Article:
By Ellen McGirt
Updated: November 8, 2018 11:28 AM ET

Last night, a gunman opened fire in the Borderline Bar and Grill last night in Thousand Oaks, Calif. At least twelve people are dead, including Ventura County Sherrif Sgt. Ron Helus, and up to fifteen more were injured.

The shooter was Ian David Long, and he was a Marine Corps veteran. He was found dead at the scene. He seemed deeply troubled.

The bar was packed with happy line-dancers; Wednesday is college night at this popular live music venue. Long was wearing all black. He may have used a smoke bomb, we just don’t know. What were his motives? We just don’t know. What drives a person to do this kind of thing? Shrug.

What will happen next? This we may know. Probably, not much.

I say this because we’re in a period of time when this kind of mass violence fails to shock for very long. The most deadly mass shooting in modern US history only gets mentioned as a footnote in stories about a current one, or as a sad nod on an anniversary. And a meaningful political conversation about guns, one that reflects the true concerns of all constituents, and which includes support for people who should not have access to guns, does not appear to be happening any time soon.

But we’re also in a period where hate speech and the violence it inspires has been on the rise.

Here’s one data point. White supremacists and other far-right extremists have killed far more people in the US since Sept. 11, 2001, than any other type of extremist group. By far. According to the Anti-Defamation League, some 71 percent of the extremist-related fatalities in the United States between 2008 and 2017 were committed by members of the far right or white-supremacist movements, compared to just 26 percent committed by people associated with Muslim groups.

And yet, official counter-terrorism efforts focus only on potential “jihadists” and not on the white supremacists who are now organizing in similar ways.

“We’re actually seeing all the same phenomena of what was happening with groups like ISIS, same tactics, but no one talks about it because it’s far-right extremism,” P. W. Singer, a national-security strategist with the New America think tank tells Janet Reitman in a deeply reported piece for The New York Times. Even before the Trump administration, he says, “we willingly turned the other way on white supremacy because there were real political costs to talking about white supremacy.”

As a result, more trouble is coming.

“In this atmosphere of apparent indifference on the part of government officials and law enforcement, a virulent, and violent, far-right movement has grown and metastasized,” says Reitman.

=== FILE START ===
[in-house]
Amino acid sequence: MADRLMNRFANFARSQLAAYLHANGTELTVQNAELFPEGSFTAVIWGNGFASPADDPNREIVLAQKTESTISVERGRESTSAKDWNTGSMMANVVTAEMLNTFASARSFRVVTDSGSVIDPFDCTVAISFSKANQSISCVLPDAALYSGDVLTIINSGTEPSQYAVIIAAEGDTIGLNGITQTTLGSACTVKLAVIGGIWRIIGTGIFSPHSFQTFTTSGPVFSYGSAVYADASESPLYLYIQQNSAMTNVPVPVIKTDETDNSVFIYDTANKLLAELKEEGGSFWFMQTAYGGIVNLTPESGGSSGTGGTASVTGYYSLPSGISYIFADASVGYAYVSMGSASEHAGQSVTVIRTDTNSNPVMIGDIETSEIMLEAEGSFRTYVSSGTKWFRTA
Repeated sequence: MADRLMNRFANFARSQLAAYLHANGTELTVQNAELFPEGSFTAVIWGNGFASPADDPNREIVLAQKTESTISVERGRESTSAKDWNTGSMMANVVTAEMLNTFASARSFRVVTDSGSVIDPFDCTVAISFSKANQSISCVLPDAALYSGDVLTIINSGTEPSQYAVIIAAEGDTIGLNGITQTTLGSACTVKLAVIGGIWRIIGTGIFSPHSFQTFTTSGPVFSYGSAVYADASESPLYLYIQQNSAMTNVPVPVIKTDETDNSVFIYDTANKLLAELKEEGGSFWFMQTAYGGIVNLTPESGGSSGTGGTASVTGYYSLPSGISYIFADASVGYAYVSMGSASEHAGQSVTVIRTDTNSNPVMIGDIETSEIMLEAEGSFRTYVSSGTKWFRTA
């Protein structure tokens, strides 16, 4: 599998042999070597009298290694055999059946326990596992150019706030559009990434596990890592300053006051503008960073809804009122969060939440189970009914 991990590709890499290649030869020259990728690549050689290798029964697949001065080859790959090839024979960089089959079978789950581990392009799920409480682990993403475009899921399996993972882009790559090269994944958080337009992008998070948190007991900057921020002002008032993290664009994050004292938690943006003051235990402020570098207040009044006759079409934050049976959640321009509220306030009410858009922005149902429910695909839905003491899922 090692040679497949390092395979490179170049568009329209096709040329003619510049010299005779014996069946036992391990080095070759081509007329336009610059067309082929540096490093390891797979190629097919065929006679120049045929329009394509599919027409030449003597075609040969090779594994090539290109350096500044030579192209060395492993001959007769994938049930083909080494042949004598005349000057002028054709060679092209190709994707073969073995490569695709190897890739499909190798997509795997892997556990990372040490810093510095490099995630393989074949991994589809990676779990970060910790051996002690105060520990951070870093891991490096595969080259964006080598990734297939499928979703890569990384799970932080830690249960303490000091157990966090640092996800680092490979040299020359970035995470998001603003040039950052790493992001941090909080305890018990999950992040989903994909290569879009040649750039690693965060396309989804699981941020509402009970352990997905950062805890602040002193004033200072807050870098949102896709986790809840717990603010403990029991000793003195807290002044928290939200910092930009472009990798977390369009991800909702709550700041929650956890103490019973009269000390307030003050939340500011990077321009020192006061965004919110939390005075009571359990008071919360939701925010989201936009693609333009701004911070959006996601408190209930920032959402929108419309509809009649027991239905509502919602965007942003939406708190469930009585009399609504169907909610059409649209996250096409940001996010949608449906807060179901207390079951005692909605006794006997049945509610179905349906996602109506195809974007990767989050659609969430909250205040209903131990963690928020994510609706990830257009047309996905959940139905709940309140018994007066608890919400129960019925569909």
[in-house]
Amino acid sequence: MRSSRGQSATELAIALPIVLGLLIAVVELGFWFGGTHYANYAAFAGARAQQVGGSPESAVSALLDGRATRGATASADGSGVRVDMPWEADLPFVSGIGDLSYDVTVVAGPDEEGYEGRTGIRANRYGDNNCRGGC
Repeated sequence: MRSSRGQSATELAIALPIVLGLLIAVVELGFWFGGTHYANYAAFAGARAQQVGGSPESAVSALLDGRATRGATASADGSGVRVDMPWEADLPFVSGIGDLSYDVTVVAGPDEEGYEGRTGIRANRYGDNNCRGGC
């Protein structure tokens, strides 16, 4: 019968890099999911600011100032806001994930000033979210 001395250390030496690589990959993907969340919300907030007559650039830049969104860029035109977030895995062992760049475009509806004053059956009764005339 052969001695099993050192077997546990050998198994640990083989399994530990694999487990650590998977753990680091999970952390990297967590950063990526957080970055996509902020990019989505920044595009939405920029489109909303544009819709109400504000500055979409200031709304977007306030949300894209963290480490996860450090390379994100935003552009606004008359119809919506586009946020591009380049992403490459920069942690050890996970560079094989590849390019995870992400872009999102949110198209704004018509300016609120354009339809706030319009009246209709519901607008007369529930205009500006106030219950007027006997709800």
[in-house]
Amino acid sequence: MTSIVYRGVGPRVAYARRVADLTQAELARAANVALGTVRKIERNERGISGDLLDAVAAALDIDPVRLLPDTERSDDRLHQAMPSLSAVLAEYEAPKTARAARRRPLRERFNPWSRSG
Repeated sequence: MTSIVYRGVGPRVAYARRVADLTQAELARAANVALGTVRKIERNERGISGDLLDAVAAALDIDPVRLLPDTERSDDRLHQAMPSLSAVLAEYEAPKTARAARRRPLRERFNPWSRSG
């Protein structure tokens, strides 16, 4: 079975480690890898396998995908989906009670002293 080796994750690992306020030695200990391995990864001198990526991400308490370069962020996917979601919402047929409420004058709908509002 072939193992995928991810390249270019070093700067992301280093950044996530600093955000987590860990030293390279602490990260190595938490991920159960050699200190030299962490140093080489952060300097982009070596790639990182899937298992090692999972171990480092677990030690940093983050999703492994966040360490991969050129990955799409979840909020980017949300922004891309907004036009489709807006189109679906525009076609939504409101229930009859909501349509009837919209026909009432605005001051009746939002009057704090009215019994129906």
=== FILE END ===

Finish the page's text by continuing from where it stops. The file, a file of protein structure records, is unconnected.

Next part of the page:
Here’s another data point. We are on the eve of the 80th anniversary of Krystallnacht, or Crystal Night, the night of the broken glass, the wave of state-sanctioned violence against Jewish communities in Germany, Austria, and parts of then-Czechoslovakia that began on November 9, 1938. Thousands of Jewish businesses were destroyed, as were 267 synagogues. Torahs were destroyed, cemeteries desecrated, homes ransacked, scores were killed, many more men and boys were detained. Most historians believe it was the start of what was to become the Holocaust.

It was widely reported as it was happening.

The anniversary comes just as Pittsburgh and Jewish communities around the country are still recovering from the mass shooting at The Tree of Life Synagogue. Robert Bowers, a virulent anti-Semite, has been charged with multiple hate crimes for his role in what is believed to be the deadliest attack on Jews in US history.

That was not even two weeks ago.

We still don’t know what motivated Ian Long, so once again, we are left in the familiar position of waiting, worrying, and wondering.

And then, bracing for what comes next.

But Pittsburgh’s Ruth Drescher offers a healing balm. The 84-year-old Holocaust survivor is a member of the Tree of Life Synagogue; her husband had pulled into the parking lot that fateful day, heard the shooting, and managed to escape. At a recent Holocaust memorial event, she told the Pittsburgh Tribune-Review that it’s time for everyone to talk about these things and face history directly, to better understand what hate is, how it works, and how people have suffered.

“I just think people need to know more,” she says.

Then, she counsels, open your mind to new ideas and your heart to other cultures. If you can travel, get out there and see the world.

“The message is love, not hate,” says Drescher. “And it’s hard in the face of what happened.”


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